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The Washington Post recently featured an article on the normalisation of heavy drinking for women. Citing targeted advertising and multiple media, particularly to girls on social media, the article outlines the dangers in this trend of treating alcohol as a lifestyle rather than a drug. The obvious dangers are that normalising heavy drinking will increase the number of alcohol-exposed pregnancies and have a negative impact on girls’ and women’s health. Advertising exploits the positive connections women seek with each other, making it about drinking together and promoting it on t-shirts, cups, cards and even wine labels.
The liquor industry is attempting to link drinking with gender equality. But there is nothing equal or liberating about the risks women and girls face, or the distain that is heaped upon them for drunkenness. A recent article in the Daily Mail supported public shaming of binge drinking by young women in particular, and featured numerous denigrating photos of them on New Year’s Eve. Many pointed out the hypocrisy of moralising (Suzanne Moore, The Guardian). A different dialogue is needed: one that focuses on facts, health, education, and creates platforms of conversation and support.
It’s science not sexism that reveals the risks and consequences of heavy drinking for women and girls, and ways to reduce harm. We have learned why women may drink, the effectiveness of non-judgmental approaches to reducing harm, and best practices and policies for promoting health. The facts are not as confusing as some suggest and by focusing on them, we can counter normalising and moralising.
- Women’s bodies process alcohol differently, so woman’s alcohol level will be higher than a man drinking the same amount. Canada’s low-risk drinking guidelines reflect this sex difference.
- Men, in general, are riskier drinkers than women as evidenced by rates of alcohol-related injury and mortality, but women have more chronic health risks related to heavy drinking (Wilsnack & Wilsnack, 2013).
- Beyond the risk of addiction, Jennie Cook’s research found a causal link between drinking and at least 7 forms of cancer for both sexes (Connor, 2017).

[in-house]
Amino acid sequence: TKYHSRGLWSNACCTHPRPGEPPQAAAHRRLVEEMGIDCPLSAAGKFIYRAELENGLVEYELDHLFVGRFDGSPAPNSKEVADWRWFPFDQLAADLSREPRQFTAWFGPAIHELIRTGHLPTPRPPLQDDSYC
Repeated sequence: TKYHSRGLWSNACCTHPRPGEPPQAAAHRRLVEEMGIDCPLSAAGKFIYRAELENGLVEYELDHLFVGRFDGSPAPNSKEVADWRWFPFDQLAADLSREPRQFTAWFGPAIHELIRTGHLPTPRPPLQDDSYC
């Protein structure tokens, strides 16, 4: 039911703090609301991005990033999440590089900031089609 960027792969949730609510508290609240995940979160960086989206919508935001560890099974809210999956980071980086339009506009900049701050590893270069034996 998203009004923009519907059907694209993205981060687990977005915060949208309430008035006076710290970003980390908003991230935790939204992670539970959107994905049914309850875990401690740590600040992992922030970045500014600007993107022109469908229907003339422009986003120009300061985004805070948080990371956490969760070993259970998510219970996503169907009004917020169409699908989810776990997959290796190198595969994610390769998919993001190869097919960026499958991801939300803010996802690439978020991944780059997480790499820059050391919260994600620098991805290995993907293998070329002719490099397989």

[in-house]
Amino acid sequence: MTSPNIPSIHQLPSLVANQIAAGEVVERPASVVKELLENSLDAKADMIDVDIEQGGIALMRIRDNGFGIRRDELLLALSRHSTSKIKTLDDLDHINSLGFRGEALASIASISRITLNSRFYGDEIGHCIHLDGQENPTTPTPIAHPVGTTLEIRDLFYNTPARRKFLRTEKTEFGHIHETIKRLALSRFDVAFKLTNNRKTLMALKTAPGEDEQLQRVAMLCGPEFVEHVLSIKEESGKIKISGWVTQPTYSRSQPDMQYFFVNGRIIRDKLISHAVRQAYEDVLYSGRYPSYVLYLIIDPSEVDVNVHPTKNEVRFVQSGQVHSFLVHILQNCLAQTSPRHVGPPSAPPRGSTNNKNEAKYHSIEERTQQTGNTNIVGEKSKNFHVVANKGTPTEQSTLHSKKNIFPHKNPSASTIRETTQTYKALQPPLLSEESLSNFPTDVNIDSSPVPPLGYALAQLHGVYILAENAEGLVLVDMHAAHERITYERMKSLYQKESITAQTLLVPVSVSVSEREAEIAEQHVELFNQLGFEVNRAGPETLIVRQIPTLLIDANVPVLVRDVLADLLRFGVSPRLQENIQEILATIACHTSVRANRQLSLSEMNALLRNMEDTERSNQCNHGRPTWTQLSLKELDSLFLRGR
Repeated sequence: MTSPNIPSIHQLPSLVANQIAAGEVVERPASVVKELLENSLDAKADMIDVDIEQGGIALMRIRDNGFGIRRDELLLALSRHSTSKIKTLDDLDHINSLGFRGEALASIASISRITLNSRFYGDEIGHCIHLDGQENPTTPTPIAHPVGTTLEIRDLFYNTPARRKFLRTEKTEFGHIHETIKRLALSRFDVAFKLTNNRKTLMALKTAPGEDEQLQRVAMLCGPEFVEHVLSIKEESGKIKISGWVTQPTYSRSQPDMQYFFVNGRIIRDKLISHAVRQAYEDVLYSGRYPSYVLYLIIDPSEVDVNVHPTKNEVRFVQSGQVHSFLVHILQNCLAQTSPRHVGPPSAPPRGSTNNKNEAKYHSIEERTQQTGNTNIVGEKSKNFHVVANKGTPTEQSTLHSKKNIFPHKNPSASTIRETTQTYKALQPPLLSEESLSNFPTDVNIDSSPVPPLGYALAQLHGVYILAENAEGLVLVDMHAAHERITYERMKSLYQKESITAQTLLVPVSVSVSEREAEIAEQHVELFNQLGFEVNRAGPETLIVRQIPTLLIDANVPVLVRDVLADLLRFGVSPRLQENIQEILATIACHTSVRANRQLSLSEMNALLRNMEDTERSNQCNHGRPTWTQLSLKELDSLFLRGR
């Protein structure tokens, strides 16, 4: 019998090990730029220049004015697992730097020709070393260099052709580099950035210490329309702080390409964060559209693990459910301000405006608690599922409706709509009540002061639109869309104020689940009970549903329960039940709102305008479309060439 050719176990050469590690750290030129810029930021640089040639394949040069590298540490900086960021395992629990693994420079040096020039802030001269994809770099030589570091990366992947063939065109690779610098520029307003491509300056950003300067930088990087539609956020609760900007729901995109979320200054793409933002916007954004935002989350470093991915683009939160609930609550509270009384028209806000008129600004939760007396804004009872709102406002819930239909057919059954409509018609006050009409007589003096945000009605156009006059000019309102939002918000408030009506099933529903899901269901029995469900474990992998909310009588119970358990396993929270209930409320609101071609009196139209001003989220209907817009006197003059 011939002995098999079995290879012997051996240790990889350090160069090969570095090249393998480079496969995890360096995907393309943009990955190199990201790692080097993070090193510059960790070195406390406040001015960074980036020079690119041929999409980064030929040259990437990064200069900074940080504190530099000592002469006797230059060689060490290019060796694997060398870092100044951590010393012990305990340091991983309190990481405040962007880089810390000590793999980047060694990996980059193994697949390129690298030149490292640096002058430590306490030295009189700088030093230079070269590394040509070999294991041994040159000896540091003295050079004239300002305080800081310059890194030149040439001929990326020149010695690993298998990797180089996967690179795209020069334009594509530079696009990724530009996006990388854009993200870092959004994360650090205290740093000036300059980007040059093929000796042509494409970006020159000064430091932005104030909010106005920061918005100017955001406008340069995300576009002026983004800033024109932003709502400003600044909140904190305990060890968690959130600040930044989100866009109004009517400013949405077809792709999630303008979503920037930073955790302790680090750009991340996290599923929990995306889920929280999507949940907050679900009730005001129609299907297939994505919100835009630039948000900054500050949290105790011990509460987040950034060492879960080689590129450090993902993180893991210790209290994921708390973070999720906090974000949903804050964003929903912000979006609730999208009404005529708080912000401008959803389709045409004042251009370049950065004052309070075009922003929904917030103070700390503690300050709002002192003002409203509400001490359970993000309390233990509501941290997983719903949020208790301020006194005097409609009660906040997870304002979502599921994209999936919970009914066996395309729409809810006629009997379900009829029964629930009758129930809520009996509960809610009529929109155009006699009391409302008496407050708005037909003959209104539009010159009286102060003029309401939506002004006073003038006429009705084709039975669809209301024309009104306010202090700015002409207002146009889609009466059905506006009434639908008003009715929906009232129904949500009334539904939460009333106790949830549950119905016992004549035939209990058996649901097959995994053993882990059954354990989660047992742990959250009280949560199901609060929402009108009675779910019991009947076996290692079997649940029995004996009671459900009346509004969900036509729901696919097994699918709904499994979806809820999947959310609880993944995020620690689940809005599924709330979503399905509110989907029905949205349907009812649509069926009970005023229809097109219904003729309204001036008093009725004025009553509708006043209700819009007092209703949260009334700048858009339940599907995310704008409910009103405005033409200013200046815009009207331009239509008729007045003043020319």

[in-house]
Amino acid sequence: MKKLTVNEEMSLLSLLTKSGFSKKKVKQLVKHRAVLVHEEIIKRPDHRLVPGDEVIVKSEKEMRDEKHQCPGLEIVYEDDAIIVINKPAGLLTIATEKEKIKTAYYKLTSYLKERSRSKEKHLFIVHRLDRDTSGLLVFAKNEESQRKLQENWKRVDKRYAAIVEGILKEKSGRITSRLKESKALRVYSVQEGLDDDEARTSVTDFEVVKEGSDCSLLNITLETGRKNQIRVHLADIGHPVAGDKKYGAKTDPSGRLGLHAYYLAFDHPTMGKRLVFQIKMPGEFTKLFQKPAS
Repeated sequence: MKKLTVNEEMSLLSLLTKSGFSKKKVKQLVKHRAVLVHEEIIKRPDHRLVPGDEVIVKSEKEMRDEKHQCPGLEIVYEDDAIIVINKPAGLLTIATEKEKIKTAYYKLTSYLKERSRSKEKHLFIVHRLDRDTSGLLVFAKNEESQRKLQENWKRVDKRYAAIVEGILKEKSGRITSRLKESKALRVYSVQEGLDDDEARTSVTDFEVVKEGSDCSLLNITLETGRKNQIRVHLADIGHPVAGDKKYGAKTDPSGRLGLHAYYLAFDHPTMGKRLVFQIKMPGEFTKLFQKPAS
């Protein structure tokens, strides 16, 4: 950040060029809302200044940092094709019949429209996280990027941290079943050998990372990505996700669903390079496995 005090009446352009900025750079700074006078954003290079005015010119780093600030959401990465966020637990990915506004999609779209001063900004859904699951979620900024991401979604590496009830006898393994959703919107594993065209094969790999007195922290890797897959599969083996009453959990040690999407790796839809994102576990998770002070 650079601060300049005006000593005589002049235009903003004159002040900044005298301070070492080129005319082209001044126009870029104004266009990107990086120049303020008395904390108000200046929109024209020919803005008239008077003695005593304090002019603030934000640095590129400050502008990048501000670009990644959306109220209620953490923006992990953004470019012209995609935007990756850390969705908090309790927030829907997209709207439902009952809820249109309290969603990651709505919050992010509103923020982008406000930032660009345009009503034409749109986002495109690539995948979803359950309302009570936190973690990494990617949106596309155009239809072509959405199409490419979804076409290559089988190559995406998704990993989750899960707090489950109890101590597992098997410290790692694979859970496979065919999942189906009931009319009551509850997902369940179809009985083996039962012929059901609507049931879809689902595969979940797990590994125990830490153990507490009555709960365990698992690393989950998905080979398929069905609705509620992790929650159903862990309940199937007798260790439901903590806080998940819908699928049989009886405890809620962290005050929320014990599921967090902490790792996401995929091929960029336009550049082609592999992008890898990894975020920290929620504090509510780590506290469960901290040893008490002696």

- Claims of protective factors for cardiovascular disease are coming under scrutiny and skepticism even as these claims remain a core industry research topic and argument for drinking (Chikritzhs, Fillmore, & Stockwell, 2009)
- How and when we present the facts of drinking alcohol to women and their partners makes a difference to the health of women and their families (See 10 Fundamental components of FASD Prevention from a women’s health determinant perspective).
- Prevention of alcohol harms requires a tiered response in policy, practice, and messaging (See FASD Prevention: Canadian Perspectives)
- Comprehensive and integrated programs that build relationships work best for supporting women in making healthy choices for themselves and their families (See Mothercraft’s Mother-Child Study)
Chikritzhs, T., Fillmore, K., & Stockwell, T. I. M. (2009). A healthy dose of scepticism: Four good reasons to think again about protective effects of alcohol on coronary heart disease. Drug and Alcohol Review, 28(4), 441-444. doi:10.1111/j.1465-3362.2009.00052.x
Coalescing on Women and Substance Use. http://coalescing-vc.org/virtualLearning/section2/documents/GirlsAlcoholPregnancyinfographic7.pdf
Connor, J. (2017). Alcohol consumption as a cause of cancer. Addiction, 112(2), 222-228. doi:10.1111/add.13477
Wilsnack, R. W., & Wilsnack, S. C. (2013). Gender and alcohol: consumption and consequences. In P. B. Peter Boyle, Albert B. Lowenfels, Harry Burns, Otis Brawley, Witold Zatonski, Jürgen Rehm (Ed.), Alcohol: Science, policy and public health (pp. 153-160). Oxford, England: Oxford University Press.
Since 1999, FASD activists have held World FASD Awareness Day events on 09/09 to represent the nine months of pregnancy, often highlighted with a bell ringing ceremony at 9:09 am. September 9, 2016 is approaching, and this year activists want to use social media because it provides a unique and far-reaching means of building awareness.
You can help build FASD awareness by posting a message, reposting theirs, or bringing attention to their events on your own social media accounts.
This year Canada Fetal Alcohol Spectrum Disorder Research Network (CanFASD) is providing an online forum for organizations to post their initiatives on the CanFASD website. Include a description and a picture or video and they will re-post and Tweet it out to all of their followers. You can post using #FASDAwarenessDay #CanFASD and win prizes.